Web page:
Left to Right: Robert Rauschenberg, Hotshot, 1983; Robert Rauschenberg, Truth #35, 1982; Robert Motherwell, Lament for Lorca, 1982; Robert Motherwell, Elegy Study AFA #209, 1979
The rationale for the selection of works from The Maslow Collection for this installation in the Maslow Study Gallery was based on identifying artists in the Collection who were either teachers or students at Black Mountain College near Asheville, North Carolina during the 1940s and 1950s. This installation is linked to the current exhibition in Marywood’s Mahady Gallery. “M.C. Richards Centering: Life + Art – 100 years”. M.C. [Mary Caroline] Richards was a poet, potter, translator, and writer who taught at Black Mountain College between 1945 and 1951 and returned to the College as a student to further her studies in pottery in 1953. Richards provided a major contribution to enhancing and expanding the nature of the collaborative learning and experiencing environment at Black Mountain.
The artists in this exhibition include Robert Motherwell, who taught at Black Mountain College during the summer of 1951. This particular summer proved to be a very significant period of time at Black Mountain; it was during this summer that John Cage created what is recognized as the first ‘happening’, titled Theater Piece #1. Robert Rauschenberg, who took part in the Happening, was a student at Black Mountain during the summer of 1951, having first arrived at the College in 1948 when he initially studied under Josef Albers (who left the following year). Rauschenberg was to spend additional time at Black Mountain after 1951 as well. It was also during the summer of 1951 that Rauschenberg completed his first series of ‘White Paintings’ that received intense critical attention and greatly influenced the expanding dialogue within contemporary art.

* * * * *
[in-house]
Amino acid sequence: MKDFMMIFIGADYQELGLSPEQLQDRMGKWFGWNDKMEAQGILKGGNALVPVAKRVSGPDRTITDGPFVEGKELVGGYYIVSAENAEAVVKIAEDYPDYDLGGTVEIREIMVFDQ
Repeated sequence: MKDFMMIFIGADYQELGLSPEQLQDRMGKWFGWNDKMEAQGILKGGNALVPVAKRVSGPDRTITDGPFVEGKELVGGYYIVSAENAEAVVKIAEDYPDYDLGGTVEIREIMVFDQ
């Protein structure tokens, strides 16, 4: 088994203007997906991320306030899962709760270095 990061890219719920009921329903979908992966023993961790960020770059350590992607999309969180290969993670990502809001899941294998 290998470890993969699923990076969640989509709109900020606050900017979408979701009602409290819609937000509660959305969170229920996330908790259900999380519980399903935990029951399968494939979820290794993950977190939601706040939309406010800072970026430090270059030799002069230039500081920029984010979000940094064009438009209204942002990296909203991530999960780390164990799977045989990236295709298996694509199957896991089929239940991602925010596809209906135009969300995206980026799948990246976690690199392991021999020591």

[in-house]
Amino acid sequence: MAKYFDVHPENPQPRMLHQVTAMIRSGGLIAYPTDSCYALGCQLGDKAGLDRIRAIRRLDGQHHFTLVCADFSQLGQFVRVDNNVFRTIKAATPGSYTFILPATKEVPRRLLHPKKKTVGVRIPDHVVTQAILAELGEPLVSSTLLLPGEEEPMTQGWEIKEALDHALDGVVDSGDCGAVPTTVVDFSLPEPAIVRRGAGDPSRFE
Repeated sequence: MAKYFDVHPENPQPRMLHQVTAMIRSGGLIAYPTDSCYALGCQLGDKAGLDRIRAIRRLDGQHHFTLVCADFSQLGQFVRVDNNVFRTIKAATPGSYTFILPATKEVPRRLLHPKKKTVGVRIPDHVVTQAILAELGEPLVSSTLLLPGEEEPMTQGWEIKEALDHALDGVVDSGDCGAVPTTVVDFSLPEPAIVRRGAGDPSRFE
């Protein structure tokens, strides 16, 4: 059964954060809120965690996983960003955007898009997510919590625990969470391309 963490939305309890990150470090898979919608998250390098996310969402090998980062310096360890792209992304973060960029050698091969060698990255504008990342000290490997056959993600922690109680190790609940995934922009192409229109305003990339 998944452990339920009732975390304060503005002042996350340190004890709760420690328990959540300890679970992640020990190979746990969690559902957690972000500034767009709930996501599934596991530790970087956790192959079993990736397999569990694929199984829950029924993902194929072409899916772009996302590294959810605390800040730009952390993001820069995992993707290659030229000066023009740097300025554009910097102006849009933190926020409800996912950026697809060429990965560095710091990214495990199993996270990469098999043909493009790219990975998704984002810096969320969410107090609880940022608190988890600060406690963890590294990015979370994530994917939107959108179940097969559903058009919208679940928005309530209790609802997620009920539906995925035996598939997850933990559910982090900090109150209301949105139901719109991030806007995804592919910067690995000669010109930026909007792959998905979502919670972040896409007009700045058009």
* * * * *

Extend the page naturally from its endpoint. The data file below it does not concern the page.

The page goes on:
Kenneth Snelson, represented in this installation with his 360 degree photograph of Wall Street, is known more for his sculpture of metal rods and cable that evolved at Black Mountain while he was a student in the summer sessions taught by Buckminster Fuller in 1948, and after. The now famous geodesic dome that is generally attributed to Fuller was actually conceived by Snelson while at Black Mountain.
Two other artists in this installation who studied at Black Mountain were Dorothea Rockburne and Harry Callahan. The work by Peter Halley (who was not at Black Mountain) in this exhibition was included because much of his work done after the late 1970s relates to the color theories of Josef Albers, the founding art professor at Black Mountain.
Left to Right: Robert Rauschenberg, Truth #35, 1982; Robert Motherwell, Lament for Lorca, 1982; Robert Motherwell, Elegy Study AFA #209, 1979; Dorothea Rockburne, Radiance, 1983
Left to Right: Kenneth Snelson, Wall Street, 1980; Robert Rauschenberg, Bellini #2, 1987; Harry Callahan, Morocco, 1980
Left to Right: Peter Halley, Display, 1991; Kenneth Snelson, Wall Street, 1980; Robert Rauschenberg, Bellini #2, 1987
Left to Right: Robert Motherwell, Lament for Lorca, 1982; Robert Motherwell, Elegy Study AFA #209, 1979